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U.S. Forest Service

Our Native Irises: Louisiana Irises

Iris fulva: Copper Iris

The copper iris occurs from southern Illinois, southeast Missouri and Kentucky south to Louisiana and east to Georgia.

Iris fulva. In this small population, two color forms are present: the typical rusty orange and the atypical lemon yellow. Photo by Larry Stritch.

Map of the range of Iris fulva in North America. Range map of Iris fulva. Courtesy of the USDA PLANTS Database.

Iris fulva has a copper-red to brick red, and sometimes a yellow flower. The sepals are widely spreading and arching downward. The signal is a faint yellow and basal. The petals are spreading and pendulous, smaller than the sepals. The inflorescence is one- to two-flowered. The bright green leaves are basally arching, arising from shallowly rooted, narrow, compact, and branching rhizomes that can form large clumps.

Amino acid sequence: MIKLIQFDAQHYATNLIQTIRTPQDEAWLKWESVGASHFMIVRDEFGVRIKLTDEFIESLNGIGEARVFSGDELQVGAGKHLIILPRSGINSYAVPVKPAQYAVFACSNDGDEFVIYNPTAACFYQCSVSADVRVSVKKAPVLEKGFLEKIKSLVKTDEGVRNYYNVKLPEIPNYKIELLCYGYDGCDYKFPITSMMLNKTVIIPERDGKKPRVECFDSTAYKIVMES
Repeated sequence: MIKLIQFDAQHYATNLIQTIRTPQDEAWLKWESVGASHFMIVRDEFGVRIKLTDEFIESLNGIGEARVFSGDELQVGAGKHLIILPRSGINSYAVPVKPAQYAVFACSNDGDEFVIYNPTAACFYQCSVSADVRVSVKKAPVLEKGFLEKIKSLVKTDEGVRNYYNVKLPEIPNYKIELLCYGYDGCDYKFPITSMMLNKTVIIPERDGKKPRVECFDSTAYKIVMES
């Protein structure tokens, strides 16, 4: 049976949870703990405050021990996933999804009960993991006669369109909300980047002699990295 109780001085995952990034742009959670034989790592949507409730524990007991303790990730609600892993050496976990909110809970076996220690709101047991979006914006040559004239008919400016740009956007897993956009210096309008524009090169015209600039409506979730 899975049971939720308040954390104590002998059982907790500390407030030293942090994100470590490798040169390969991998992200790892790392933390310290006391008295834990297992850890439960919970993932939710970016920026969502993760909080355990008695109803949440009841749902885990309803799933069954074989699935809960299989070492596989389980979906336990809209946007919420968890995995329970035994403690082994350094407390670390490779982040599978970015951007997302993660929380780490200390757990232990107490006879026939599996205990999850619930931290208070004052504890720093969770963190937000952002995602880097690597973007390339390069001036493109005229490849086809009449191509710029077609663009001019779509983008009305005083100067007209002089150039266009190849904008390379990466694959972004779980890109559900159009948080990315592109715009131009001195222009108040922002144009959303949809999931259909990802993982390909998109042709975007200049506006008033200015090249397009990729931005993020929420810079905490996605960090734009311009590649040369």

yellow and orange Iris fulva. Iris fulva exhibiting a myriad of color forms in this yellow and orange combination. Photo by Larry Stritch.

red Iris fulva. An unusual and stunning red-colored specimen of Iris fulva. Photo by Rodney Barton, North American Native Iris.

Iris fulva is commonly found growing in alluvial soils in swamps and wet meadows.

For More Information

orange-red colored Iris fulva. A beautiful orange-red color form of Iris fulva. Photo Thomas G. Barnes, University of Kentucky.